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24-06-2019 | © istockphotos.com 2 mins read

Life in the deep – microbes of the abyss

The deep seafloor covers around 70% of our planet’s surface and is home to a diverse community of microorganisms, mostly bacteria. These single-cell life forms inhabit some of the most extreme places in the world, with freezing waters, permanent darkness, high pressure and little food. ERC grantee Antje Boetius studies these microbes in the abyss and their important role for the Earth’s nutrient cycles.

08-03-2019 | © picture 4 mins read

The women of fundamental physics

This 8 March, the ERC celebrates the achievements of grantee Dr Mariana Graña, a determined researcher in a branch of physics where women are still noticeably underrepresented. She reflects on how far women have come in Theoretical Physics and what is still needed to overcome the gender-role stereotypes associated with this appealing but abstract field of science.

18-12-2017 | © picture 2 mins read

Learning from Diversity

Could migration lead to more respect for ethnic and cultural diversity not only in receiving communities but also in sending countries? By observing the effects of Polish migration to the UK and Germany, as a result of the country’s entry in the EU in 2004, Prof. Magdalena Nowicka explores possible answers to this question.

14-12-2017 | Cover drawing by Alessandro Tota for ERCcOMICS 4 mins read

Jojo, the epidermal cell

Jojo is an epidermal cell - as was his father and his grand-father before him. While the dream of his life is to become a neuron, he faces the hard and fundamental dogma of biology: once a skin cell, always a skin cell…

11-10-2017 | © Angela Erhard 5 mins read

The baby's brain, as never seen before

For the first time ever, a team of scientists and clinicians led by the EU-funded researcher Mickael Tanter has managed to record the brain activity of a premature new-born baby during resting and during an epileptic seizure. Using a non-invasive ultrasound technology, this world premiere is a real game changer for researchers and the medical profession, offering a massive range of applications in neuroimaging and beyond. It is published today in Science Translational Medicine.

11-10-2017 | © Angela Erhard 6 mins read

Le cerveau du bébé, comme jamais vu auparavant

Pour la toute première fois, une équipe de scientifiques et des cliniciens dirigée par le chercheur Mickael Tanter, financé par l'UE, a réussi à enregistrer l'activité cérébrale d'un nouveau-né prématuré en phase de repos et lors d'une crise d'épilepsie. À l'aide d'une technologie d'échographie non invasive, cette première mondiale marque un véritable tournant dans le domaine de la recherche et la pratique médicale. Elle offre par ailleurs une vaste gamme d'applications en neuroimagerie et au-delà. L'étude est publiée aujourd'hui dans Science Translational Medicine.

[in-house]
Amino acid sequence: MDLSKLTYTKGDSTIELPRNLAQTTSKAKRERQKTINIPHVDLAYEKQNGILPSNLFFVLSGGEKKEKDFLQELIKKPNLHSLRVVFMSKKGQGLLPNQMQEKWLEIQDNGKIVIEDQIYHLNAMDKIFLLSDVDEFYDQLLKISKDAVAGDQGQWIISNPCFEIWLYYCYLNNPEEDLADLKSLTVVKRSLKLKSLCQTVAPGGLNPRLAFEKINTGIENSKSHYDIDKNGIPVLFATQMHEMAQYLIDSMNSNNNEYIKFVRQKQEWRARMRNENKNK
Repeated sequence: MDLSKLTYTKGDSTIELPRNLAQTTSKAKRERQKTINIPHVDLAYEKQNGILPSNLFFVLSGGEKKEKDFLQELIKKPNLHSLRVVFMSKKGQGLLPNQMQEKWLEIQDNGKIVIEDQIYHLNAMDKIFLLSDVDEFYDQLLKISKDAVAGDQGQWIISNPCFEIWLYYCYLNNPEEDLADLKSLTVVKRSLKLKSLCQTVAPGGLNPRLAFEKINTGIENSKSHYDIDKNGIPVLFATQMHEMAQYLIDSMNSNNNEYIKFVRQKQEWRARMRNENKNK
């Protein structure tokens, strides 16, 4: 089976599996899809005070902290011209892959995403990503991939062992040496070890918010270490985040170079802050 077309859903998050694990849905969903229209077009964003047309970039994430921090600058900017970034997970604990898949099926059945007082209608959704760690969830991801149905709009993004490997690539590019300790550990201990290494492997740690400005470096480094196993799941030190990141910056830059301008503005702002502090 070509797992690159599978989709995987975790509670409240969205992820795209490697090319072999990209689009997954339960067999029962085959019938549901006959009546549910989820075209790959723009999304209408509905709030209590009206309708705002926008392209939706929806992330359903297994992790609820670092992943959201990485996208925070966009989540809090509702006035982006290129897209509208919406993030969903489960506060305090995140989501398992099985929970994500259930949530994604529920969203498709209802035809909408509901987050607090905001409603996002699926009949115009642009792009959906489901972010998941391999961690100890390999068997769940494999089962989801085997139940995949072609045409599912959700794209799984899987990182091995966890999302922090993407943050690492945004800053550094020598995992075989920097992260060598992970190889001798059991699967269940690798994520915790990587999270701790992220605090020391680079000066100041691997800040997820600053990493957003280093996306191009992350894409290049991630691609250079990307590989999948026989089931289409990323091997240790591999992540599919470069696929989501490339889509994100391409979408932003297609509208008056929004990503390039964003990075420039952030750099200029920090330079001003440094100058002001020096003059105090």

09-10-2017 | © Sylvain Cnudde - SIGAL - LESIA, Observatoire de Paris 3 mins read

Haumea, the dwarf planet reveals its ring

First published on 09-10-2017Updated on 18/12/2018

Beyond the orbit of Neptune, there is a belt of objects composed of ice and rocks, among which four dwarf planets stand out: Pluto, Eris, Makemake and Haumea. Because of their small size, low reflectance, and far distance, these trans-neptunian objects are difficult to study and remain partly mysterious. A group of astronomers supported by the EU report on their unexpected finding on Haumea.

03-08-2017 | Portrait ©B. Eymann - Académie des sciences 2 mins read

Always on call: how does the immune system perform?

Our immune system recognizes and fights infections in a constantly changing environment, where new pathogenic threats emerge. At the crossroad between physics and biology, Prof. Aleksandra Walczak investigates the fascinating process that allows the immune system to be always ready to adapt and evolve to face new dangers.

31-07-2017 | Illustration © Frank Noé and Thomas Splettstößer, SCIstyle.com 2 mins read

Secrets of protein interactions unveiled

How do proteins trigger complex signal processing tasks, such as neurotransmission, in cells? Thanks to the development of innovative molecular simulation techniques, this ERC-funded project has brought new insights into the transmission of messages inside and between cells.

02-06-2017 | Portrait © Marie Ozanne | Illustration @istockphoto 4 mins read

Religious integration: how to look beyond stereotyped images

Headscarves, mosques and halal shops — many EU citizens are Muslims, but visible signs of their faith are often viewed with distrust. What some Europeans see as a right to express their identity, others regard as a threat to societal core values. Insights from ERC-funded research into emblematic controversies may help to find a way forward.